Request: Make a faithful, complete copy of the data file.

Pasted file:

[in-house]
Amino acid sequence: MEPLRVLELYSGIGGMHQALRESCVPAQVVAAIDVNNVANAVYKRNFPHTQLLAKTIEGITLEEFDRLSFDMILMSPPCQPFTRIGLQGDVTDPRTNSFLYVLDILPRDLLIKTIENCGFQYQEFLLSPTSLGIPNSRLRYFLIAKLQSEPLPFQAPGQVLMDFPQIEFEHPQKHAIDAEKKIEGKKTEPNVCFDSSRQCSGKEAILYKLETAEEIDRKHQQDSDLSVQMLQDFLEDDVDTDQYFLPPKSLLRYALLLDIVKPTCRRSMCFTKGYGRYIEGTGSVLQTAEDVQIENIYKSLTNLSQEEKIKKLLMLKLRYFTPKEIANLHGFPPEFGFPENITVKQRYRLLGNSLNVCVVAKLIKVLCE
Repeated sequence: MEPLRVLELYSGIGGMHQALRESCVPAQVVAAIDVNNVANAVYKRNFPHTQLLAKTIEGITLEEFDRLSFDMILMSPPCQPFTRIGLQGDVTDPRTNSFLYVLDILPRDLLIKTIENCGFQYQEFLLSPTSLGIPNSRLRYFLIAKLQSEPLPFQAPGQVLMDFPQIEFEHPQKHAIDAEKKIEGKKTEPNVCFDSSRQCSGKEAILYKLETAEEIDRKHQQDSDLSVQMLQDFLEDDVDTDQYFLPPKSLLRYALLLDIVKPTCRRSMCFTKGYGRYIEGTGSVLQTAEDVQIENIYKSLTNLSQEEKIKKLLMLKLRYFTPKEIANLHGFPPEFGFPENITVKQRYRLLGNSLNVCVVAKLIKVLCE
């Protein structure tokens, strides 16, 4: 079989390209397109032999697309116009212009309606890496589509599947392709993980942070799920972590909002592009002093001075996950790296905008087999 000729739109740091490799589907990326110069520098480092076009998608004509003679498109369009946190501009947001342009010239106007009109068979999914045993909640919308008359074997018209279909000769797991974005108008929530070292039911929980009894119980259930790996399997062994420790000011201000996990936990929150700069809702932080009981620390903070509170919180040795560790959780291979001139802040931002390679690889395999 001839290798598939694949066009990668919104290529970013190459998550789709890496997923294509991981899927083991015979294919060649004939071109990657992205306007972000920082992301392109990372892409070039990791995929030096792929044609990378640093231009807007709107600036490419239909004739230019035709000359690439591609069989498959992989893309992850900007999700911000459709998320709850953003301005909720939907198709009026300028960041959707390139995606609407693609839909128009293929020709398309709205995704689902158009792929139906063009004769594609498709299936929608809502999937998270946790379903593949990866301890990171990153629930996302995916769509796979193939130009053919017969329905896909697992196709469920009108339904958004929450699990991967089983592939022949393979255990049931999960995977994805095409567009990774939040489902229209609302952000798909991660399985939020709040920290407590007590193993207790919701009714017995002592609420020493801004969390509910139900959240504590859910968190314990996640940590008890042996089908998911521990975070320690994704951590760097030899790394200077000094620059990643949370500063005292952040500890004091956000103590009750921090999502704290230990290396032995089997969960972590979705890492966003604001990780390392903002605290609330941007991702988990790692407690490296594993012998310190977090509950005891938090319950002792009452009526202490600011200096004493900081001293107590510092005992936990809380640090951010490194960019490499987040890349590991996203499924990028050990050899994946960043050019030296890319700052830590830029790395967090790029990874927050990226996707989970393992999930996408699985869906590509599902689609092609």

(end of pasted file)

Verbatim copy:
[in-house]
Amino acid sequence: MEPLRVLELYSGIGGMHQALRESCVPAQVVAAIDVNNVANAVYKRNFPHTQLLAKTIEGITLEEFDRLSFDMILMSPPCQPFTRIGLQGDVTDPRTNSFLYVLDILPRDLLIKTIENCGFQYQEFLLSPTSLGIPNSRLRYFLIAKLQSEPLPFQAPGQVLMDFPQIEFEHPQKHAIDAEKKIEGKKTEPNVCFDSSRQCSGKEAILYKLETAEEIDRKHQQDSDLSVQMLQDFLEDDVDTDQYFLPPKSLLRYALLLDIVKPTCRRSMCFTKGYGRYIEGTGSVLQTAEDVQIENIYKSLTNLSQEEKIKKLLMLKLRYFTPKEIANLHGFPPEFGFPENITVKQRYRLLGNSLNVCVVAKLIKVLCE
Repeated sequence: MEPLRVLELYSGIGGMHQALRESCVPAQVVAAIDVNNVANAVYKRNFPHTQLLAKTIEGITLEEFDRLSFDMILMSPPCQPFTRIGLQGDVTDPRTNSFLYVLDILPRDLLIKTIENCGFQYQEFLLSPTSLGIPNSRLRYFLIAKLQSEPLPFQAPGQVLMDFPQIEFEHPQKHAIDAEKKIEGKKTEPNVCFDSSRQCSGKEAILYKLETAEEIDRKHQQDSDLSVQMLQDFLEDDVDTDQYFLPPKSLLRYALLLDIVKPTCRRSMCFTKGYGRYIEGTGSVLQTAEDVQIENIYKSLTNLSQEEKIKKLLMLKLRYFTPKEIANLHGFPPEFGFPENITVKQRYRLLGNSLNVCVVAKLIKVLCE
């Protein structure tokens, strides 16, 4: 079989390209397109032999697309116009212009309606890496589509599947392709993980942070799920972590909002592009002093001075996950790296905008087999 000729739109740091490799589907990326110069520098480092076009998608004509003679498109369009946190501009947001342009010239106007009109068979999914045993909640919308008359074997018209279909000769797991974005108008929530070292039911929980009894119980259930790996399997062994420790000011201000996990936990929150700069809702932080009981620390903070509170919180040795560790959780291979001139802040931002390679690889395999 001839290798598939694949066009990668919104290529970013190459998550789709890496997923294509991981899927083991015979294919060649004939071109990657992205306007972000920082992301392109990372892409070039990791995929030096792929044609990378640093231009807007709107600036490419239909004739230019035709000359690439591609069989498959992989893309992850900007999700911000459709998320709850953003301005909720939907198709009026300028960041959707390139995606609407693609839909128009293929020709398309709205995704689902158009792929139906063009004769594609498709299936929608809502999937998270946790379903593949990866301890990171990153629930996302995916769509796979193939130009053919017969329905896909697992196709469920009108339904958004929450699990991967089983592939022949393979255990049931999960995977994805095409567009990774939040489902229209609302952000798909991660399985939020709040920290407590007590193993207790919701009714017995002592609420020493801004969390509910139900959240504590859910968190314990996640940590008890042996089908998911521990975070320690994704951590760097030899790394200077000094620059990643949370500063005292952040500890004091956000103590009750921090999502704290230990290396032995089997969960972590979705890492966003604001990780390392903002605290609330941007991702988990790692407690490296594993012998310190977090509950005891938090319950002792009452009526202490600011200096004493900081001293107590510092005992936990809380640090951010490194960019490499987040890349590991996203499924990028050990050899994946960043050019030296890319700052830590830029790395967090790029990874927050990226996707989970393992999930996408699985869906590509599902689609092609």